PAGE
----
Markets higher hours before opening bell as investors feeling more confident3 min read
U.S. equity futures are trading higher ahead of Monday’s opening bell on Wall Street.
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On Wall Street, the S&P 500 ended last week by notching its fifth gain in a row and its biggest weekly increase since November. The benchmark index rose 0.4% and ended the week 4.6% higher, more than making up for its decline in January. The latest gain nudged the S&P 500 to another all-time high.BIDEN CLIMATE ACTIONS TO JOLT ELECTRICITY PRICES
The Nasdaq composite also capped the week with a record high. Small-company stocks fared even better than the broader market, a sign that investors are feeling more optimistic about the economy.
The S&P 500 index rose 0.4%,to 3,886.83. Its weekly gain was its biggest since November. The Dow Jones Industrial Average gained 0.3% to 31,148.24. The Nasdaq rose 0.6% to 13,856.30. The Russell 2000 index of smaller company stocks climbed 1.4%,to 2,233.33, a record high.
Investors are focused on the prospects for more stimulus. President Joe Biden urged Democratic lawmakers this week to “act fast” on his economic stimulus plan.
Meanwhile, Asian shares mostly rose Monday, echoing the rally on Wall Street last week, with Japan’s benchmark momentarily reaching three-decade highs on growing optimism over the global economy.
Japan’s Nikkei 225 surged 2.1% in morning trading to 29,378.18. Australia’s S&P/ASX 200 rose 0.8% to 6,897.80. South Korea’s Kospi shed nearly 0.4% to 3,109.14. Hong Kong’s Hang Seng jumped nearly 1.0% to 29,575.61, while the Shanghai Composite picked up 0.8% to 3,525.58.
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Analysts expect the world economy to grow this year after contracting last year because of the pandemic. Export-driven Asian nations, such as Japan, South Korea and China, are expected to get a big boost out of the recovery.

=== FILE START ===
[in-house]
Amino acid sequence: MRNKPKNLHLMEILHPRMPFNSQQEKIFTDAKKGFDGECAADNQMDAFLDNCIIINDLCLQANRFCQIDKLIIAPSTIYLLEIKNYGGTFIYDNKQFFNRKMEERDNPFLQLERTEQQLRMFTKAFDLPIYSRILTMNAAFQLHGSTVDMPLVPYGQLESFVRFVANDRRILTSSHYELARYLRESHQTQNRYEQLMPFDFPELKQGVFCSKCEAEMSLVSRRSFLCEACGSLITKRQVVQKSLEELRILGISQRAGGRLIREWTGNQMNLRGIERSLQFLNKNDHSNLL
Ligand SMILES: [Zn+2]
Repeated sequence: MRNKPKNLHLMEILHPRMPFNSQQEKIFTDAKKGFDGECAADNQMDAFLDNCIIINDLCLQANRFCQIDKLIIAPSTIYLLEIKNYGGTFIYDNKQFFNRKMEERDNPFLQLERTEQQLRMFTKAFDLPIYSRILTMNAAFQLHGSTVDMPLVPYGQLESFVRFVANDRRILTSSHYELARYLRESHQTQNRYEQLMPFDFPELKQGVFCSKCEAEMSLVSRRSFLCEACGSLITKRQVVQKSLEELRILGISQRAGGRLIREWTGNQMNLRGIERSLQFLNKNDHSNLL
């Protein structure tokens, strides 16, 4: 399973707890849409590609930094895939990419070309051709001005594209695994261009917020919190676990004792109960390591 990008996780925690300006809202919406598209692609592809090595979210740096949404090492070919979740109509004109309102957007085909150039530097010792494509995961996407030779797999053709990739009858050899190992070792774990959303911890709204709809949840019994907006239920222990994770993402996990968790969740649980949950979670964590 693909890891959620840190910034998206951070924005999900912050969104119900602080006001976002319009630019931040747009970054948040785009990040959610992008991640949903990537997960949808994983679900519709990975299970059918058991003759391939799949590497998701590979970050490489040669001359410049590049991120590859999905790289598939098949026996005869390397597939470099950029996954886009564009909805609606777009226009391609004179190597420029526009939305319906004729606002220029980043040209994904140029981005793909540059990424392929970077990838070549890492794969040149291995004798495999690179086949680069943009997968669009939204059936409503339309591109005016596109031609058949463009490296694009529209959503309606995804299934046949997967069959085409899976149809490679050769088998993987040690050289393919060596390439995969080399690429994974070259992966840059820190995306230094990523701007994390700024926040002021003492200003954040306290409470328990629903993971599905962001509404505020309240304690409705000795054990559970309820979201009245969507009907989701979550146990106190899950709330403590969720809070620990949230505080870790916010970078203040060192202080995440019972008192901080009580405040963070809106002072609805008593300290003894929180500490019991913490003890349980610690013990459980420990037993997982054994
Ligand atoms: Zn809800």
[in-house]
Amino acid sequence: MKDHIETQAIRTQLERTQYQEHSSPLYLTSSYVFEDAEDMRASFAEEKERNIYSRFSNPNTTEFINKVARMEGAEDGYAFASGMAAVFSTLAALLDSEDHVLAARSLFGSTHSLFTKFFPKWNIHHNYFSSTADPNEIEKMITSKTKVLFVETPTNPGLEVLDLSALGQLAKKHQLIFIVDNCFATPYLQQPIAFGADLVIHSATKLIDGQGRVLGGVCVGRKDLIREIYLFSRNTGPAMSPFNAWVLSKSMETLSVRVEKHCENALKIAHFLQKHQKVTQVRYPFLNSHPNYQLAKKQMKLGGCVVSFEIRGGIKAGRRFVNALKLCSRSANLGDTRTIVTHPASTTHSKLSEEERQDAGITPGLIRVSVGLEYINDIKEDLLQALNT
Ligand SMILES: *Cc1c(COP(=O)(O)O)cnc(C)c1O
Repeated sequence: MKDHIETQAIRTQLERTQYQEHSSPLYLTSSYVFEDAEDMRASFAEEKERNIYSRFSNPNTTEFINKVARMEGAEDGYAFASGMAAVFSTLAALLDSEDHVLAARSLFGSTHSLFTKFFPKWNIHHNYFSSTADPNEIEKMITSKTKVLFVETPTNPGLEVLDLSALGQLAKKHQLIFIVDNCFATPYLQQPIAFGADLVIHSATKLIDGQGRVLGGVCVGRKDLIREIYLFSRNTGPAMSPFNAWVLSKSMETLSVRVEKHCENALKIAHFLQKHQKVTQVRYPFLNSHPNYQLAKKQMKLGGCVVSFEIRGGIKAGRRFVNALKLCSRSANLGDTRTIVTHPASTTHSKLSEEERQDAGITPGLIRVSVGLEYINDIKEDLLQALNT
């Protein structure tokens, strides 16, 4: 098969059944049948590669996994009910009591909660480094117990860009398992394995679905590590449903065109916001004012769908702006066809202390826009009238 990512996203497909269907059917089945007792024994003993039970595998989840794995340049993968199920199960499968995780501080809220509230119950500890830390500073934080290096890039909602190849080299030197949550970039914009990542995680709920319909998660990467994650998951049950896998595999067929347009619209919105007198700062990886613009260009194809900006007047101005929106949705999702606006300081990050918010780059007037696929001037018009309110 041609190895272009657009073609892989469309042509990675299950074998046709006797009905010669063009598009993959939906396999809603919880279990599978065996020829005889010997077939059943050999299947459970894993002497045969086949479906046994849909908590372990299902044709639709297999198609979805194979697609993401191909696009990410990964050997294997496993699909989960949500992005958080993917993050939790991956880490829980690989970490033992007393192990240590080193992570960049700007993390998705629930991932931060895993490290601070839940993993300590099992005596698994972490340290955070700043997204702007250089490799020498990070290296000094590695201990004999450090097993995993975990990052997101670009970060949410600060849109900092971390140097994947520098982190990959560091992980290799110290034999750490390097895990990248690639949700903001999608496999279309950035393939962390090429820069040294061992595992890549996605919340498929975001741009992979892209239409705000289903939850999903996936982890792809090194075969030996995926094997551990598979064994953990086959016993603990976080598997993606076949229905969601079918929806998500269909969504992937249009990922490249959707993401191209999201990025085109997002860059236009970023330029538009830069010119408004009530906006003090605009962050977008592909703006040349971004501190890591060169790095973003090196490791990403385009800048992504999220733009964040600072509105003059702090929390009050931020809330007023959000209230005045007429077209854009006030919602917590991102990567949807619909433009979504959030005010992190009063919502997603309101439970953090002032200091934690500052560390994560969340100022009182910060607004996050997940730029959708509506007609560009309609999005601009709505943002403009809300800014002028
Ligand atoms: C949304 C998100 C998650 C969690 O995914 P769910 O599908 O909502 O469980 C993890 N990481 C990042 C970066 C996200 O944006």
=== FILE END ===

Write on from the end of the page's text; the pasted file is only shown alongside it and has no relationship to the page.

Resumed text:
Investors have been encouraged by surprisingly good corporate earnings reports, news that a recent surge in new coronavirus cases is easing, and progress in the distribution of vaccines.
In Asia, some companies have been slammed by the effects of border controls and remote working over COVID-19. But others have been big gainers, such as Japanese video-game company Nintendo Co. People stuck at home have turned in droves to Nintendo games, and the company, which has struggled at times, appears to be headed toward a record profit for the year.
Venkateswaran Lavanya of the Asia & Oceania Treasury Department at Mizuho Bank noted that euphoria was mixing with reality checks about vaccines slowly being delivered around the world.
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“South Korea is relaxing social distancing measures, while Japan is considering lifting the emergency in certain prefectures if the situation improves,” Lavanya said of the other positive developments for the economy.
“Against this backdrop, the Japanese stock market is set to close at its highest since 1991,” she said.
In energy trading, benchmark U.S. crude rose 52 cents to $57.37 a barrel in electronic trading on the New York Mercantile Exchange. It gained 62 cents on Friday to $56.85 per barrel. Brent crude, the international standard, added 48 cents to $59.82 a barrel.
In currencies, the U.S. dollar rose to 105.49 Japanese yen from 105.37 yen. The euro cost $1.2035, down from $1.2042.